Movie Review: “Shaft”


Samuel L. Jackson, Jessie T. Usher and Richard Roundtree in "Shaft"

Why make a “Shaft” movie in 2019? We’re now nearly 50 years removed from the three Richard Roundtree films that birthed one of the defining blaxploitation characters and nearly twenty 20 years beyond John Singleton’s attempt to revive the franchise with Samuel L. Jackson in the title role. It’s a little odd seeing Jackson as the second generation of Shaft considering he’s only six years younger than Roundtree, but it’s hard to deny he fits the mold. This new iteration of the franchise from director Tim Story (of “Barbershop” and “Ride Along” fame) seems particularly random. The 2000 “Shaft” didn’t embarrass itself at the box office, but it also didn’t merit a sequel. It came and went, leaving little cultural impression in its wake. No one has been clamoring for another “Shaft” movie, yet here we are.

Much like Singleton’s film, this latest installment introduces a new generation into the Shaft family in the form of John Jr. (Jessie T. Usher) aka JJ, the son of John Shaft II (Jackson) and Maya (Regina Hall). He’s lived a quiet life estranged from his father and now works as a data analyst for the FBI. Upon returning to New York City, JJ is reunited with childhood friends Karim (Avan Jogia) and Sasha (Alexandra Shipp), but when Karim shows up dead due to a suspicious drug overdose, JJ is drawn into the seedy underbelly of Harlem as he tries to get to the bottom of things. He’s not a field agent, though, so he reluctantly seeks out his father to back up his brains with a bit of muscle (and a lot of guns).

This is very much a movie focused on the sort of folks who would have been around to see the original Shaft films when they came out back in the early ‘70s. Sure, the lead of “Shaft” is Jessie T. Usher, who is very much the anti-Shaft for much of the film, but it’s far more interested in molding him into the next Shaft than making him into his own thing. That makes most of the comedy squarely aimed at the generation gap between millennials and their elders, with gags about bougie exposed-brick apartments, coconut water and JJ’s distaste for guns. It all feels rather played out in 2019, a time when the concept of a “real man’s man” like Shaft is a bit behind the 8 ball, but the movie certainly doesn’t agree with that sentiment. The script by Kenya Barris and Alex Barnow is hyper-focused on this concept to the detriment of just about everything else. The exposition is dizzyingly half-baked – the kind of forced bricklaying that grinds the proceedings to a halt and squeezes all the fun out of it.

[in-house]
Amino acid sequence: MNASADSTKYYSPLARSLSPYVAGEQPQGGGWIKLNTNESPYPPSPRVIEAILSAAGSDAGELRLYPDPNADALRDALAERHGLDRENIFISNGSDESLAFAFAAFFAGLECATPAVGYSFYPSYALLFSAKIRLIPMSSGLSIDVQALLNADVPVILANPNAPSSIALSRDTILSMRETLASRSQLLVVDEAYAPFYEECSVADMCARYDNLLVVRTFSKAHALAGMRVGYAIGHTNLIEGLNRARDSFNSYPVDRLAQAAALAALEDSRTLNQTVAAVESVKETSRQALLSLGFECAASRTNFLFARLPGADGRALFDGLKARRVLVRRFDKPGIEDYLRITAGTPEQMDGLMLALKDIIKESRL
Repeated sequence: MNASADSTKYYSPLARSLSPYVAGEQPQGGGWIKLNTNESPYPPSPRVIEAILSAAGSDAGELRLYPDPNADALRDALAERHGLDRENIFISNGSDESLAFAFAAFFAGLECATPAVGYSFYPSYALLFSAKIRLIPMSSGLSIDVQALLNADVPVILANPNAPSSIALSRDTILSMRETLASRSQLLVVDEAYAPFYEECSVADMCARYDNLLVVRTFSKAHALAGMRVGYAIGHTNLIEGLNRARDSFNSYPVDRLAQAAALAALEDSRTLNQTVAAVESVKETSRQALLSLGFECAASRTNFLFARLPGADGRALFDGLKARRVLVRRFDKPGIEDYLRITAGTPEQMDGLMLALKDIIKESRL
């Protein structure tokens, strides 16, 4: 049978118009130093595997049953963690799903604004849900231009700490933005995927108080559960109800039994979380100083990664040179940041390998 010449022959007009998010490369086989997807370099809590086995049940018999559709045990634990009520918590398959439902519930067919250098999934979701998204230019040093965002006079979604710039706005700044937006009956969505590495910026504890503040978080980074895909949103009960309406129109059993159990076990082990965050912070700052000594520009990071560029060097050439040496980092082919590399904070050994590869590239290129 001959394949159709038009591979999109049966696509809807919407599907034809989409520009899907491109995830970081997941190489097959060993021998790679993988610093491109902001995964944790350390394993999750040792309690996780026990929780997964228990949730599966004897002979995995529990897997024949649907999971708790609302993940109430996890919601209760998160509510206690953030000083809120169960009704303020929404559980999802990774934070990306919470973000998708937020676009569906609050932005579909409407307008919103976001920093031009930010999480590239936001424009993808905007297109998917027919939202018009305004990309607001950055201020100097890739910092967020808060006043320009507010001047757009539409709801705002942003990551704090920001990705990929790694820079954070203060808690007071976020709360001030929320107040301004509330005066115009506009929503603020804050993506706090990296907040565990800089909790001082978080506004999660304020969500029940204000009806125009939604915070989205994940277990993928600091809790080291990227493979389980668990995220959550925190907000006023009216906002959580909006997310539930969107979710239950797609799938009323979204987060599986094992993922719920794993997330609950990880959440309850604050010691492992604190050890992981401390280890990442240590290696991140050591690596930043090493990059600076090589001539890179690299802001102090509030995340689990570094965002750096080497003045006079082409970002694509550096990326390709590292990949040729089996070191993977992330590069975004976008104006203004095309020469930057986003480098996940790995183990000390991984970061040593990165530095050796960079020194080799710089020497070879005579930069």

To the credit of Story, there’s quite a bit of fun to be found among the expository land mines. He seems like a logical fit for the franchise solely on the strength of his two “Ride Along” movies, a series of films about a tough-as-nails crimefighter taking a naïve, risk-averse acquaintance into all sorts of situations out of his comfort level – a concept that he grafts onto the world of “Shaft.” And he generally does what is needed, which mostly consists of getting out of Samuel L. Jackson’s way. There’s no denying that Jackson is entertaining and charismatic as hell, and he carries the film through its drier moments. Sure, it’s the same motor-mouthed tough guy role he’s been doing his entire career, but you stick with what works, and “Shaft” is certainly aware of that. A lot of the jokes don’t work on the page, but Jackson’s delivery and facial expressions sell the bits far more than they deserve. It’s amazing that we’re 25 years out from “Pulp Fiction,” but he’s as good at this as he’s ever been. That’s vital, as there’s absolutely nothing to the central mystery, and the action scenes are repetitive shootouts without style or substance. Usher and Shipp show promise from time to time, and it’s always nice to see Matt Lauria in a small role, but everyone is usually just gasping for whatever air Jackson leaves behind.

In practice, a movie that is likely meant to be a passing of the “Shaft” torch to a new generation of fans is far too obsessed with the older generation to comfortably build its bridge into the future. The result is an odd sort of relic – an undeniably fun and often funny movie that seems like it should have come out a year after the last Shaft film instead of nearly two decades. The world has changed quite a bit in those 19 years, but Shaft is still resolutely rooted in the past, far more content with taking jabs at the new era than reconciling with its own mortality. There’s nothing wrong with a silly, comedic action pastiche, and Jackson is arguably worth the price of admission on his own, but too much energy is spent on trying to carve out a future for these characters without making it mean anything. “Shaft” feels like a time capsule opened too late – an intermittently funny action movie that ends up being too disposable to be worth much of anything.


Starring: Samuel L. Jackson, Jessie T. Usher, Richard Roundtree, Alexandra Shipp, Regina King, Matt Lauria, Luna Lauren Velez, Method Man, Avan Jogia
Director: Tim Story

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